Now, from training in Women's Studies, I could outline for you in great detail how we ended up with this ideology that tells women to be offended by male attempts at chivalry; that a man holding a door for her or pulling out a chair for her somehow speaks to his belief that she is unable to care for herself, is very delicate, and that he must step in on her behalf.

We began by merely taking offense at gender-based claims of female inability to do certain tasks, which, at the time, was quite an appropriate reaction, especially since these "tasks" usually brought the biggest rewards and were unfairly reserved for men. But then we started reacting with the same offense to everything else, everything that contained even a trace of gender-based distinction at all. And this is where we began to fail.

As long as women throughout the world continue (even subconsciously) to acknowledge the importance men place on appearance, they will continue to take steps to "dress" themselves up whether it be through big gold hoops through the nose or $50 and an hour's worth of cosmetics application. Likewise, as long as men continue to subconsciously understand the traits that females seek in a mate, they will continue to strive to possess and demonstrate them.

These things are such an integral part of our nature, we cannot even fathom their elimination. Now, when feminism comes along and suddenly decides that women don't want (or need) to be "cared for," all of the things that males throughout our evolution have practiced suddenly become taboo.

It is suddenly disrespectful for a man to suggest, through words or actions, that he wishes to be a woman's protector and provider. Historically, succeeding in these demonstrations is what gave him cause to feel proud, and important, and happy with these smallest of achievements. This new behavioral gender "standard" has stripped him of these things.

So, come on, ladies, do we really need to be this threatened by such simple, natural, harmless demonstrations? Must we allow so much of our feelings of self-worth to rest upon this?
If we keep going at this rate, we're going to eradicate every trait among our men that has historically attracted us to them. Not that we aren't replacing them with other, more abstract concerns, but let me tell you, we've got to relax a bit. Enjoy the little things.

(reply to this comment
From Moshu
Wednesday, November 10, 2004, 11:14


Name of person posting? From who? (reply to this comment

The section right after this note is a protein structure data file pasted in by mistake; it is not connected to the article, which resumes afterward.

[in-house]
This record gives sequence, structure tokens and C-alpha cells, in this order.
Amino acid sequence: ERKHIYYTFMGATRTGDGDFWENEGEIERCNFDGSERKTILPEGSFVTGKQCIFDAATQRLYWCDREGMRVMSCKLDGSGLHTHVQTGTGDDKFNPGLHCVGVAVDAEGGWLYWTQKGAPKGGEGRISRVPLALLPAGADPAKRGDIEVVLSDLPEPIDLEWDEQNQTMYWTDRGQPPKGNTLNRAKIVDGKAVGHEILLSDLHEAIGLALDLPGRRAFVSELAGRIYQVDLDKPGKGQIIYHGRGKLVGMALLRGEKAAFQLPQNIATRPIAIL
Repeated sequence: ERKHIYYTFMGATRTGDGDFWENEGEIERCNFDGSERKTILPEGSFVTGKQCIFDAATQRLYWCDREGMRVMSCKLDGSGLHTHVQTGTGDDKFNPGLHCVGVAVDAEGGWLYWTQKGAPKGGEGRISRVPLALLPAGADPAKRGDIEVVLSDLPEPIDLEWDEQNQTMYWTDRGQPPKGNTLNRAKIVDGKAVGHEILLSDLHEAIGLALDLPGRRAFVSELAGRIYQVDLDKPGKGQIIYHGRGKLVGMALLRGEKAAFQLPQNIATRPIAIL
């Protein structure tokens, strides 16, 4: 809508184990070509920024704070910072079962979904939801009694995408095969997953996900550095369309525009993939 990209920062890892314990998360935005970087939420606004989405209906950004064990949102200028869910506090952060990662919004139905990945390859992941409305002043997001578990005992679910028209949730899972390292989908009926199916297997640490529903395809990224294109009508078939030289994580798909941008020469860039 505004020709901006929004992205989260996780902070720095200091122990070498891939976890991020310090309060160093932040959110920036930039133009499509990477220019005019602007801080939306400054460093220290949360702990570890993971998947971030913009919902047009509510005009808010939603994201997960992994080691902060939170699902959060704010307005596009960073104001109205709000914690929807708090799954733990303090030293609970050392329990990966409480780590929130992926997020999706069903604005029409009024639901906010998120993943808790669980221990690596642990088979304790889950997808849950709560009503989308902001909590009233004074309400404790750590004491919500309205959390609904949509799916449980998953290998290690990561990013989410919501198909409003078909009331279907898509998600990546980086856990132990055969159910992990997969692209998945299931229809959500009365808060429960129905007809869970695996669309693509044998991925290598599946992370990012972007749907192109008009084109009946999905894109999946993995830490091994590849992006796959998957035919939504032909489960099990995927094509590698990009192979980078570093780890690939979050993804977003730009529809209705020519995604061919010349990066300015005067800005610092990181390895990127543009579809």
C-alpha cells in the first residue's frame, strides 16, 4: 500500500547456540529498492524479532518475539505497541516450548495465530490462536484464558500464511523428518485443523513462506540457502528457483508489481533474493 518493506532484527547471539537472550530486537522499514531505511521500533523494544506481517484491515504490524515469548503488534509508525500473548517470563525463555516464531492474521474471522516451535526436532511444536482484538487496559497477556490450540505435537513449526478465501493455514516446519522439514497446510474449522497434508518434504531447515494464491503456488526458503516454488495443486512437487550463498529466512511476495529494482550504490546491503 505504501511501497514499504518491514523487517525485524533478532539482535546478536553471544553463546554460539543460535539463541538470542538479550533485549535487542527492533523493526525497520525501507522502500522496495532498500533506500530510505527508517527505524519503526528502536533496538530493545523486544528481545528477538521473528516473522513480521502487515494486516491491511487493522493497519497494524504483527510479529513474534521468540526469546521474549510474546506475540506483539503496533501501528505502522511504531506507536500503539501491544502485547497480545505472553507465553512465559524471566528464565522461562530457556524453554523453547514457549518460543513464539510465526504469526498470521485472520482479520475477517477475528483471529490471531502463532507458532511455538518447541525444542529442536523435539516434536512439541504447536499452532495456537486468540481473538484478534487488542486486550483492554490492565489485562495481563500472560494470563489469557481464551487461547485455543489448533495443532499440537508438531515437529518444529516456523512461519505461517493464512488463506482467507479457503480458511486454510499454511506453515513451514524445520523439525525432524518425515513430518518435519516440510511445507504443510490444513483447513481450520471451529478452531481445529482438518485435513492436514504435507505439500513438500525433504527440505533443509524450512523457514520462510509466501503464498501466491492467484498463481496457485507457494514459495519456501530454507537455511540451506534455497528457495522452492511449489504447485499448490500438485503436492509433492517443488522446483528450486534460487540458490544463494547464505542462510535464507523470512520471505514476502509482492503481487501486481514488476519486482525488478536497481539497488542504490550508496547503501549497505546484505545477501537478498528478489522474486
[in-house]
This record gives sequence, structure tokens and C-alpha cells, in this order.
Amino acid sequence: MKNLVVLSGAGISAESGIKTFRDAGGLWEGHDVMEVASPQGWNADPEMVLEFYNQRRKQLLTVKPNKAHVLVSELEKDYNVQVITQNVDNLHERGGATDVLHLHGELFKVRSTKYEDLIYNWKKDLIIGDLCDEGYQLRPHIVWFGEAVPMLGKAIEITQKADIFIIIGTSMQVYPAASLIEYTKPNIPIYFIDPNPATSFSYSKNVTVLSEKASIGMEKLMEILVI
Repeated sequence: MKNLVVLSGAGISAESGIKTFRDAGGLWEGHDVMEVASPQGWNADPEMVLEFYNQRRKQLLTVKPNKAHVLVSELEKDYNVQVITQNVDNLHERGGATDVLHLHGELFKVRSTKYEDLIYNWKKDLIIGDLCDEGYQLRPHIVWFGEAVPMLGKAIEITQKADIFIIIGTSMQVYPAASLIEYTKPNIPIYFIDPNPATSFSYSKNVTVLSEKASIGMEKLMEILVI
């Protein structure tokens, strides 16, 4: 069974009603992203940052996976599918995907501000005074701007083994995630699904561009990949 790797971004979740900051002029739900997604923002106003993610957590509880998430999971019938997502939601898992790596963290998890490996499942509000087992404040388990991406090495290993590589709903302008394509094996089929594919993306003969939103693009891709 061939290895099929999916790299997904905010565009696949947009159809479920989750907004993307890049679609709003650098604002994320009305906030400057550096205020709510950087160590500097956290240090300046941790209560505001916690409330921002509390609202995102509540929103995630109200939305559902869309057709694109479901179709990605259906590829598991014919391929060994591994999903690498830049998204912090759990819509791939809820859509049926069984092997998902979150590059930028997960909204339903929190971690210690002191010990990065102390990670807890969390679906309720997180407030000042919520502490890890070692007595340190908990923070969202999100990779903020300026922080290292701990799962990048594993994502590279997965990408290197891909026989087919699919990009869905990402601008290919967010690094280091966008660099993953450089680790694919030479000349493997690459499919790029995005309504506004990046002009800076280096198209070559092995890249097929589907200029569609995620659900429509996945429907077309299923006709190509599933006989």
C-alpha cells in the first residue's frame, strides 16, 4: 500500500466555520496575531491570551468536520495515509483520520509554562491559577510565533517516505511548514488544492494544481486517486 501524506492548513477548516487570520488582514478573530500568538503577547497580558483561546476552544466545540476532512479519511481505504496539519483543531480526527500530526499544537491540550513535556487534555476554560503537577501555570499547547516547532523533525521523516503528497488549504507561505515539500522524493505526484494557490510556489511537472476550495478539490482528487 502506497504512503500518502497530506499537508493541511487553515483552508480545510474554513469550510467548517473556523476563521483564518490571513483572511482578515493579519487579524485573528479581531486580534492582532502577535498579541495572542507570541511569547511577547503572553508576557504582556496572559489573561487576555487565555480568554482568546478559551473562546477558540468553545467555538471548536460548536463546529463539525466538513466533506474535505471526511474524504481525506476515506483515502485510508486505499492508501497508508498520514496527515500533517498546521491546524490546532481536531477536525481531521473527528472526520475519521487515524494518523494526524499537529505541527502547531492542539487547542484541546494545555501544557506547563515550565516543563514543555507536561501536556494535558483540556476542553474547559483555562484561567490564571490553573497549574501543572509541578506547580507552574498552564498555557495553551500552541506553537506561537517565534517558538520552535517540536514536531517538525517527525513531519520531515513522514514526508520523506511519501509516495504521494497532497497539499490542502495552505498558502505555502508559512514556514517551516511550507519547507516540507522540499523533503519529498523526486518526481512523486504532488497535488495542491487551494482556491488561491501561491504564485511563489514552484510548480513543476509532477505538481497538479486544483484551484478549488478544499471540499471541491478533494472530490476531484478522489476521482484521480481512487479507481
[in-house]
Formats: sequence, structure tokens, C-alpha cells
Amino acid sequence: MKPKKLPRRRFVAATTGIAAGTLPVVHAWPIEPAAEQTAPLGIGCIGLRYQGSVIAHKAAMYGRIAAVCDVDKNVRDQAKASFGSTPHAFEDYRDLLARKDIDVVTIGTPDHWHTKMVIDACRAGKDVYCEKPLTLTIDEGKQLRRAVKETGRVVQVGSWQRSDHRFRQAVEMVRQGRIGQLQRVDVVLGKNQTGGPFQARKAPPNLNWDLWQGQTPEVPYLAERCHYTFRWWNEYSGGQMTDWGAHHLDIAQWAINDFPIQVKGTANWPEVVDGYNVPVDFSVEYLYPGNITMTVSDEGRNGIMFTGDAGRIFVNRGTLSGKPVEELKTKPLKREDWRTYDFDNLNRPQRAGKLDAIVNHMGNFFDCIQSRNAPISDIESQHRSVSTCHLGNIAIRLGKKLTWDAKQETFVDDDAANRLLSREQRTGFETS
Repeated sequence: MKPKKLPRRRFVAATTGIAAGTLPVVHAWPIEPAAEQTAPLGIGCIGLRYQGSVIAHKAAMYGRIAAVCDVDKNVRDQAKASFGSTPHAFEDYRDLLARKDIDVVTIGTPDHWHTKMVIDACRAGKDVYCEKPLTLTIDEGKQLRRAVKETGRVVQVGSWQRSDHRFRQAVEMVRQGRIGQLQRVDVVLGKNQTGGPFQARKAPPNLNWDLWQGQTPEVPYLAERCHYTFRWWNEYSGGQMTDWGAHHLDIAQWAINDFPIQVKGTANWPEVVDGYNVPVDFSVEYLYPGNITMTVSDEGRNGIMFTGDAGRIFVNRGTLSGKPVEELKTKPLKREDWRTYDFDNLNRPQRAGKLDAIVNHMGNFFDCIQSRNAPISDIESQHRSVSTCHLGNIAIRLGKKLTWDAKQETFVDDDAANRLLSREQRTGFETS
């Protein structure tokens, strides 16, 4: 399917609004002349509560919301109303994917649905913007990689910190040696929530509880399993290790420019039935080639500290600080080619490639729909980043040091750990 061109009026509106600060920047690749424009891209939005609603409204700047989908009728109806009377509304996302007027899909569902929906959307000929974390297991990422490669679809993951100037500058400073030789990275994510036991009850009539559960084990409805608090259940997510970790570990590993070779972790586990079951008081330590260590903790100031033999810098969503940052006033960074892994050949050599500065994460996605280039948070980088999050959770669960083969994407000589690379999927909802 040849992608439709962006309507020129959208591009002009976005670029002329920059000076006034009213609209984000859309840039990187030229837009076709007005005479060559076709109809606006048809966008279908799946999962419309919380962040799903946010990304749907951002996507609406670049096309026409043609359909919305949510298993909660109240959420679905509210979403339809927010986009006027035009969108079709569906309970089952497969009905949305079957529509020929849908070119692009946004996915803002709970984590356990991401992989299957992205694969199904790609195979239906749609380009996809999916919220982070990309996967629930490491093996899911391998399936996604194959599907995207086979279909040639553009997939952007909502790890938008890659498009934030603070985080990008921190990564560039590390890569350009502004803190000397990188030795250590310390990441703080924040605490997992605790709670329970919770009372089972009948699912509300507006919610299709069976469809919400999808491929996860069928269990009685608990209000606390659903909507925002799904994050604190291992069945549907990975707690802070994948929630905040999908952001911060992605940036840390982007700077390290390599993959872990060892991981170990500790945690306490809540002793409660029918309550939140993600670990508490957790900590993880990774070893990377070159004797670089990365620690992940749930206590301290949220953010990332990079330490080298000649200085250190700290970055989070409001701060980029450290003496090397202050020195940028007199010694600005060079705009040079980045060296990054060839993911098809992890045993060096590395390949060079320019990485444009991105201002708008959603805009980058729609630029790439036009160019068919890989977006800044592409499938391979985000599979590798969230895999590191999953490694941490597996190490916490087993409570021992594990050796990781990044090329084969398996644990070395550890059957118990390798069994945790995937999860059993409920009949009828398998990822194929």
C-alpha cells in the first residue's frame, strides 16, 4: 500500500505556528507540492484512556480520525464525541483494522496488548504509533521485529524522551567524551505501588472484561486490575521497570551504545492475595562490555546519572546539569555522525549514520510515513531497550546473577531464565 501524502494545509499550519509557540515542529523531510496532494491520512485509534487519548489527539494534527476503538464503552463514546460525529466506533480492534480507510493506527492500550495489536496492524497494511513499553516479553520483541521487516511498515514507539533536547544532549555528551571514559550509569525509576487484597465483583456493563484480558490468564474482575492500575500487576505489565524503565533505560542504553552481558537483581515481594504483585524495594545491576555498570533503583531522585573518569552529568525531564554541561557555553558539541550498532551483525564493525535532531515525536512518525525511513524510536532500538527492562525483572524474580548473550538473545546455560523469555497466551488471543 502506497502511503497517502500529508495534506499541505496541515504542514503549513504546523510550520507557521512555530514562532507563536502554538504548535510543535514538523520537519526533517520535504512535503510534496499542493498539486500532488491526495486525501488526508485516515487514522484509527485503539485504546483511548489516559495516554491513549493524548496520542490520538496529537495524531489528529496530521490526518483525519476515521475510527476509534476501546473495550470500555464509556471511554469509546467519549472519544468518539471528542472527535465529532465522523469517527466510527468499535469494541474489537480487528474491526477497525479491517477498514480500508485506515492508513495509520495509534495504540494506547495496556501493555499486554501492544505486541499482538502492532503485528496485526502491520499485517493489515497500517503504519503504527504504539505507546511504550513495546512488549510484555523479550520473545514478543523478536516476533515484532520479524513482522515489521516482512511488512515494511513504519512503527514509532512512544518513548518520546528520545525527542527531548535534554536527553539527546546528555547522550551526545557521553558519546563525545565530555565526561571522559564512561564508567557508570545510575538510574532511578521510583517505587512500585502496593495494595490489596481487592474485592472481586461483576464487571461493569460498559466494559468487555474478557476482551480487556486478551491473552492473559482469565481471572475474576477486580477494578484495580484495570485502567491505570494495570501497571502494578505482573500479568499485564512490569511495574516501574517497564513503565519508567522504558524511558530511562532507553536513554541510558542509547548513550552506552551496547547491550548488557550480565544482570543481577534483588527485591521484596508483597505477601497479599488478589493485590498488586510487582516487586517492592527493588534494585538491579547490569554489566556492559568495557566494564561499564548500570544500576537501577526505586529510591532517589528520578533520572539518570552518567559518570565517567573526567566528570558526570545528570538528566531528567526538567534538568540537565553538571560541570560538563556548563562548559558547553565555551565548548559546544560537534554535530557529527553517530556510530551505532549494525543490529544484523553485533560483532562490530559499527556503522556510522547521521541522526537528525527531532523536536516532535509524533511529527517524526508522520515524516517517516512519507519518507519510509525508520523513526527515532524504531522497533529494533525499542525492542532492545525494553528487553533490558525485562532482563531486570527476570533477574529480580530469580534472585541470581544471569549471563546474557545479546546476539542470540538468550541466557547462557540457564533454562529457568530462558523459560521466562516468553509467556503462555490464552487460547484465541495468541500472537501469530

From moon beam
Wednesday, November 10, 2004, 07:53

Let me expound; The idea of Chivalry was coined in the twelth century, without steps to keep in check the lawless power of the feuding chiefs, the rights of the humbler classes of society were at the mercey of every assailant. Hence sprang Chivalry practised by knights (The word derived from, Cheval=horse in French.)

"Chivalry may be defined as the moral and social law and custom of the noble and gentle class in Western Europe during the Middle Ages, and the results of that law and custom in action. It applies, strictly speaking, to gentlemen only. Its three principal factors are war, religion and love of ladies: its merits and faults spring from those three heads, and all the side influences which attend its growth and decay may be summed up under these.

Mounted horsemen who defended the borders after the battle of Tours seem to have merged into knights. However, it is difficult to tell how early the spirit of chivalry honor of women and respect for them, accompanied with the attentions of courtesy-became allied with knight errantry. It must be granted that it was this spirit of chivalry, toward women, that exalted knighthood and gave it dignity.

In their relations with each other knights showed remarkable delicacy of feeling and respect. The law of gallantry, we are told, was equal, if not superior, to the law of military honor as a guide to conduct.

Gradually knight-errantry died out in Europe as a distinct estate and occupation of men, and yet it is safe to say that to this day, to whatever extent the spirit of chivalry still dominates men, to whatever extent they spring to the aid of the weak and espouse the cause of the oppressed, however proudly they prize their pledged word and their honor, next to the teachings of Christianity, this is the result of the teachings and ideals of mediaeval knighthood.

Unworthy knights there certainly were-knights who were selfish, quarrelsome and false to their vows. Unchivalric men there certainly are today; but both in the Middle Ages and at the present time such men have existed, not because of knighthood and its ideals, but in spite of them.

During the past century society has undergone such social revolutions that bewilderment has resulted and no longer are the duties of the chivalrous clearly defined as they once were. Nevertheless, so widely has a chivalric spirit become diffused among the nations that we scarcely realize how different the world would be were it suddenly eliminated.

Chivalry taught the world the duty of noble service willingly rendered. It upheld courage and enterprise in obedience to rule, glorified the virtues of liberality, good faith, unselfishness and courtesy, and above all, courtesy to women.